‘Occupy Dallas’ Fighting To Stay At Campsite

DALLAS (CBSDFW.COM) – Protesters from the ‘Occupy Dallas’ camp are taking their case to court on Monday. After city officials threatened to force them out of downtown Dallas last week, protesters filed a temporary restraining order. This allowed the group to stay at the campsite.

The protest group is now fighting in court in order to continue living at their camp – where they have been for about five weeks. Their first campsite was located in Pioneer Park and they have since moved to Dallas City Hall.

Dallas officials said that the protesters have violated their agreement with the city. Those in the ‘Occupy Dallas’ group have been using Dallas City Hall restrooms and not keeping a clean campsite.

But there have also been more serious problems at the ‘Occupy Dallas’ camp. A man was arrested for sexually assaulting a minor. Child Protective Services seized a baby from the campsite. And a demonstration became violent last weekend, which led to an altercation with a police officer.

However, those in the ‘Occupy Dallas’ camp argue that they are not causing problems in the area. “City Hall gave us a list of demands and we compiled with all of them,” explained protester Rich C. “And we thought they would drop it after that. We’ve done everything they’ve asked.”

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    […] camp are taking their case to court on Monday, hoping to stay in the campsite which they call home. More from: http://dfw.cbslocal.com/2011/1… […]

  • Rosco O

    This is an example of how the Dallas Police turned a peaceful protest violent:

    A) Many “off duty” policemen are hired to “work” as “security” at locations being emphasized by the occupy movement.

    B) These pseudo “securitypolice” are then used to instigate violence and disrupt the protest.

    C) Then a wonderful story is run about the scary protestors assaulting police.
    Notice the careful wording: “a demonstration became violent last weekend, which led to an altercation with a police officer.”

    D) Rinse and repeat…

    • Rosco O

      BTW: I was an eyewitness standing 6 feet from the protestor assaulted by the pseudocop.


  • Carey Bst

    The Occupy Dallas movement will be much more respected by adopting an anti-corruption platform instead of the disjointed messages. An Occupy Dallas member’s page http://owwc.gu.ma , supporting a business owner who lost millions of dollars to a corrupt officials is a great example.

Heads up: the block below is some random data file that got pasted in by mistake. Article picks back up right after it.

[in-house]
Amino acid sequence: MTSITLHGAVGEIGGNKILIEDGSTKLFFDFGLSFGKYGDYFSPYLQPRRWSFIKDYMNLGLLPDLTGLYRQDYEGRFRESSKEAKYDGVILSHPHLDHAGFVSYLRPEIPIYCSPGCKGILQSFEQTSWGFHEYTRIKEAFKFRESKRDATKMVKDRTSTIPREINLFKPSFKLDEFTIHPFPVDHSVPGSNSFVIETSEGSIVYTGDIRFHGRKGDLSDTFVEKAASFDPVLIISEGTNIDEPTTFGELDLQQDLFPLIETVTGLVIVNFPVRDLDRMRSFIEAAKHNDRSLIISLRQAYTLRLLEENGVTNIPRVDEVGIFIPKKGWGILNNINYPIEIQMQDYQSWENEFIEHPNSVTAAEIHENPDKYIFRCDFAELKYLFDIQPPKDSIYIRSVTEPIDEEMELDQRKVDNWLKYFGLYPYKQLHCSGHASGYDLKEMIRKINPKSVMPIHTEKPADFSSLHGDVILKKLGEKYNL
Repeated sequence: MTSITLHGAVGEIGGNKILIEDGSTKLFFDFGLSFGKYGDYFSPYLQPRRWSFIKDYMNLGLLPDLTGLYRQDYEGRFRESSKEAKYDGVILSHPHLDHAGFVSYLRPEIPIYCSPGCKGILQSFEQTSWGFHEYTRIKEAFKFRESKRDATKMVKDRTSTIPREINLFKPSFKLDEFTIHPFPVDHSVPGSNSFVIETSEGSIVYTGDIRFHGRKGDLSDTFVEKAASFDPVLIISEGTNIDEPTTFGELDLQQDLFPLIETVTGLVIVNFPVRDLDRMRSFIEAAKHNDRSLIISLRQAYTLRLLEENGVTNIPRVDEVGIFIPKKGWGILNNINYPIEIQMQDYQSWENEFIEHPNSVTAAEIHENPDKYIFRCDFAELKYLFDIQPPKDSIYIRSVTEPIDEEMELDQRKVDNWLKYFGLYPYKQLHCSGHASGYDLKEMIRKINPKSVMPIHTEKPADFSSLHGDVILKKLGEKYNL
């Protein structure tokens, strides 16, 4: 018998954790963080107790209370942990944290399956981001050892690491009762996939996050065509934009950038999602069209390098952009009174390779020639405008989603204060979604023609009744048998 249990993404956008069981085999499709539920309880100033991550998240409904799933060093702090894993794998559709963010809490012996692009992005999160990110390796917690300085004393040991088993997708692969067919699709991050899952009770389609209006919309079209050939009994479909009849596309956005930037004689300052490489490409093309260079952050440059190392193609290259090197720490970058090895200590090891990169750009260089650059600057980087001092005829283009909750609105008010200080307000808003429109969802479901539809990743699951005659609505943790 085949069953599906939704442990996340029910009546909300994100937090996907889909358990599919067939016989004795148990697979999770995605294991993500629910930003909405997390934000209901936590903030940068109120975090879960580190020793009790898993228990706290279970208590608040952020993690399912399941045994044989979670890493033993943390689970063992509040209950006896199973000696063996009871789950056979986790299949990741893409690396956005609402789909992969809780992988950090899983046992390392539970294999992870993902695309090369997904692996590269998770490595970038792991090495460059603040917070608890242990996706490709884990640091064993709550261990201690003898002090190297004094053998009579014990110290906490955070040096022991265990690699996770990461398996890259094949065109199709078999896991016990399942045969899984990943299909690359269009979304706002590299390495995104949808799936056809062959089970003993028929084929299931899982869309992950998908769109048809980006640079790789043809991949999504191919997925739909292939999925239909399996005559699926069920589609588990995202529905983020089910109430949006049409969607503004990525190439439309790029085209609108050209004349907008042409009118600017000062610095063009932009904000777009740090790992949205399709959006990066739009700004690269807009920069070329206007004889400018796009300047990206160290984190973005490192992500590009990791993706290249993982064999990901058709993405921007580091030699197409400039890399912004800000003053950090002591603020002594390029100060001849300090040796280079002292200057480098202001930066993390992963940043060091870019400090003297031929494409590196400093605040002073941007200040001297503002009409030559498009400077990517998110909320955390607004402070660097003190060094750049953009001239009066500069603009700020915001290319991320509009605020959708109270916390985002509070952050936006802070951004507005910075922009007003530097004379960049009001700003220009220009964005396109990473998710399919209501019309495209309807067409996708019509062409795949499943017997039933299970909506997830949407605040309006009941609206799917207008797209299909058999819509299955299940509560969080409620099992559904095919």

• http://fortworthinsight.com/news/%e2%80%98occupy-dallas%e2%80%99-fighting-to-stay-at-campsite/ ‘Occupy Dallas’ Fighting To Stay At Campsite « Fort Worth News Feeds

    […] Go to News Source […]

  • Jason

    So cool! I wasn’t aware they are occupying here…I’ll find a way to help out this week!!!

  • george

    Why don’t you occupy Highland Park. That’s where the so called Job creators live. Occupy their front yards until they start hiring. Go to their vacation homes in Cabo on Crystal Beach and occupy their quiet vacations. Occupy their private colleges and Hummer dealerships. Occupy Lamborghini Dallas and Ferrari. That’s where your jobs went. Occupy Gucci, Prada, Vera Wang and stupid stuff like that. That’s where the money for your job went. Occupy Citibank, Nationstar Mortgage, Chase and Country Wide for predatory lending practices. But in reality if you occupy their front lawns and bring it to their homes, they may think about using profits to hire instead of bonuses.

  • Machine

    Don’t have a problem with your right to protest. It’s your right. I do have a problem with “camping out” on public property. That’s not your right and if I was mayor you would be “removed”.

  • Mike G

    Because occupying private property would be against the law. Dallas protesters are exercising their first amendment rights by gathering in a public place to express their discontent with a broken system.
    Agree or disagree with their ideas you should at least support their right to express them.

    • Jeff D Johnson

      Mike, there is a difference in gathering and squatting/camping. The 1st Amendment does not cover camping in public parks.

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